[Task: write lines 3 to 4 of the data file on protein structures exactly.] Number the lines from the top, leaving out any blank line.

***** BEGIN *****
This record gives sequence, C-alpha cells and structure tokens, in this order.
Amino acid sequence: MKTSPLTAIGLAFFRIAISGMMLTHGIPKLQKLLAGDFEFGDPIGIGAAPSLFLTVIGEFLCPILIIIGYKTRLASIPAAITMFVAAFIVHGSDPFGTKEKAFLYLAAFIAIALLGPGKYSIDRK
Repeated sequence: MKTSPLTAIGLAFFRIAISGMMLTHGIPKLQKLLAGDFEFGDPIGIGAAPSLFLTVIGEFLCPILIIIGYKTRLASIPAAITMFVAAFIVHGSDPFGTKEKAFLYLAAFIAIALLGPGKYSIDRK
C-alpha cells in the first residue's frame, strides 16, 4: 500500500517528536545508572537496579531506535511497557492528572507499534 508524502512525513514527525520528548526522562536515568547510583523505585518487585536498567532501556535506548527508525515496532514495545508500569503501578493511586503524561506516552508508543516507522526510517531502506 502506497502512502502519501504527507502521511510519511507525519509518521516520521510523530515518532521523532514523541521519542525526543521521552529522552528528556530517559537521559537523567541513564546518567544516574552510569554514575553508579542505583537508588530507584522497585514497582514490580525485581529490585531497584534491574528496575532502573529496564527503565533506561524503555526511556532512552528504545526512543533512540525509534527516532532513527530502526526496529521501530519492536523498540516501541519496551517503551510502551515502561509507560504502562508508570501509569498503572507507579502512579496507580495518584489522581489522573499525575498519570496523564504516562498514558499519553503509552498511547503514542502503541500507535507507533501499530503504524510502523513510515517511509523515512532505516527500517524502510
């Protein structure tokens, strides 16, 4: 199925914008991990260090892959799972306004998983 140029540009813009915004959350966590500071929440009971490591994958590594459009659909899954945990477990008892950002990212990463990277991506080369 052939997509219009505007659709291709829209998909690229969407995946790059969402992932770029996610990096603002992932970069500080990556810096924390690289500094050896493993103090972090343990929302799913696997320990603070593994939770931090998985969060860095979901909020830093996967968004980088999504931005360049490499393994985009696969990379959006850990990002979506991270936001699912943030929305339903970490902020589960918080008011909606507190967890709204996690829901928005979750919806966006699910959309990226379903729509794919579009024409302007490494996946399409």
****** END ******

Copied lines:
Repeated sequence: MKTSPLTAIGLAFFRIAISGMMLTHGIPKLQKLLAGDFEFGDPIGIGAAPSLFLTVIGEFLCPILIIIGYKTRLASIPAAITMFVAAFIVHGSDPFGTKEKAFLYLAAFIAIALLGPGKYSIDRK
C-alpha cells in the first residue's frame, strides 16, 4: 500500500517528536545508572537496579531506535511497557492528572507499534 508524502512525513514527525520528548526522562536515568547510583523505585518487585536498567532501556535506548527508525515496532514495545508500569503501578493511586503524561506516552508508543516507522526510517531502506 502506497502512502502519501504527507502521511510519511507525519509518521516520521510523530515518532521523532514523541521519542525526543521521552529522552528528556530517559537521559537523567541513564546518567544516574552510569554514575553508579542505583537508588530507584522497585514497582514490580525485581529490585531497584534491574528496575532502573529496564527503565533506561524503555526511556532512552528504545526512543533512540525509534527516532532513527530502526526496529521501530519492536523498540516501541519496551517503551510502551515502561509507560504502562508508570501509569498503572507507579502512579496507580495518584489522581489522573499525575498519570496523564504516562498514558499519553503509552498511547503514542502503541500507535507507533501499530503504524510502523513510515517511509523515512532505516527500517524502510